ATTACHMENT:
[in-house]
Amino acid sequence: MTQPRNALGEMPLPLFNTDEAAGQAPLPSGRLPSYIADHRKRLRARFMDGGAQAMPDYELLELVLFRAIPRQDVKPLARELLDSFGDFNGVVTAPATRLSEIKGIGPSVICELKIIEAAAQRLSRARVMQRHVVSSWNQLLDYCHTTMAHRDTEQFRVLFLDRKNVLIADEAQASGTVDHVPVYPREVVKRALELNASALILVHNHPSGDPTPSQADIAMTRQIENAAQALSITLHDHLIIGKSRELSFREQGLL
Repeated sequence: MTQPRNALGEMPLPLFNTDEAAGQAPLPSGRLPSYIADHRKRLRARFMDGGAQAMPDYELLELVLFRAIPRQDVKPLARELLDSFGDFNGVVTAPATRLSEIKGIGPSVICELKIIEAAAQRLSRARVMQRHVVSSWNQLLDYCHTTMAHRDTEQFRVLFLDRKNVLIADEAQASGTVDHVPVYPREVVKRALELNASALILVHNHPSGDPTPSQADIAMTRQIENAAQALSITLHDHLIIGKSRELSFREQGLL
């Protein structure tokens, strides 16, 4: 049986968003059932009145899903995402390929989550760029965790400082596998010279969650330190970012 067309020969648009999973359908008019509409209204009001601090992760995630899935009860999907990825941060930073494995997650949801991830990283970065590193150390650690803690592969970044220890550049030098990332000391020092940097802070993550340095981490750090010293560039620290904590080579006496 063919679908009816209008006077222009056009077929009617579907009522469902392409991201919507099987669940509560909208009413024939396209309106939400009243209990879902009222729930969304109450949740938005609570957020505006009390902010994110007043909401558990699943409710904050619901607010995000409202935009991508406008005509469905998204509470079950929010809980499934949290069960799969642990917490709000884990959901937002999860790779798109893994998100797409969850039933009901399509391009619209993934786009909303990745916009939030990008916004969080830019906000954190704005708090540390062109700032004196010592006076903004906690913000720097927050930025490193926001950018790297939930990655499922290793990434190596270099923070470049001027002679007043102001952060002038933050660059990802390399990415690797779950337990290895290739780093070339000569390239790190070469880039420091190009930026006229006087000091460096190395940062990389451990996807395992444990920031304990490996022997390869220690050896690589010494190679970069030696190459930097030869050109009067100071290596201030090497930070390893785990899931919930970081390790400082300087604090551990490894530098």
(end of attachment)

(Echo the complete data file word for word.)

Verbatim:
[in-house]
Amino acid sequence: MTQPRNALGEMPLPLFNTDEAAGQAPLPSGRLPSYIADHRKRLRARFMDGGAQAMPDYELLELVLFRAIPRQDVKPLARELLDSFGDFNGVVTAPATRLSEIKGIGPSVICELKIIEAAAQRLSRARVMQRHVVSSWNQLLDYCHTTMAHRDTEQFRVLFLDRKNVLIADEAQASGTVDHVPVYPREVVKRALELNASALILVHNHPSGDPTPSQADIAMTRQIENAAQALSITLHDHLIIGKSRELSFREQGLL
Repeated sequence: MTQPRNALGEMPLPLFNTDEAAGQAPLPSGRLPSYIADHRKRLRARFMDGGAQAMPDYELLELVLFRAIPRQDVKPLARELLDSFGDFNGVVTAPATRLSEIKGIGPSVICELKIIEAAAQRLSRARVMQRHVVSSWNQLLDYCHTTMAHRDTEQFRVLFLDRKNVLIADEAQASGTVDHVPVYPREVVKRALELNASALILVHNHPSGDPTPSQADIAMTRQIENAAQALSITLHDHLIIGKSRELSFREQGLL
């Protein structure tokens, strides 16, 4: 049986968003059932009145899903995402390929989550760029965790400082596998010279969650330190970012 067309020969648009999973359908008019509409209204009001601090992760995630899935009860999907990825941060930073494995997650949801991830990283970065590193150390650690803690592969970044220890550049030098990332000391020092940097802070993550340095981490750090010293560039620290904590080579006496 063919679908009816209008006077222009056009077929009617579907009522469902392409991201919507099987669940509560909208009413024939396209309106939400009243209990879902009222729930969304109450949740938005609570957020505006009390902010994110007043909401558990699943409710904050619901607010995000409202935009991508406008005509469905998204509470079950929010809980499934949290069960799969642990917490709000884990959901937002999860790779798109893994998100797409969850039933009901399509391009619209993934786009909303990745916009939030990008916004969080830019906000954190704005708090540390062109700032004196010592006076903004906690913000720097927050930025490193926001950018790297939930990655499922290793990434190596270099923070470049001027002679007043102001952060002038933050660059990802390399990415690797779950337990290895290739780093070339000569390239790190070469880039420091190009930026006229006087000091460096190395940062990389451990996807395992444990920031304990490996022997390869220690050896690589010494190679970069030696190459930097030869050109009067100071290596201030090497930070390893785990899931919930970081390790400082300087604090551990490894530098």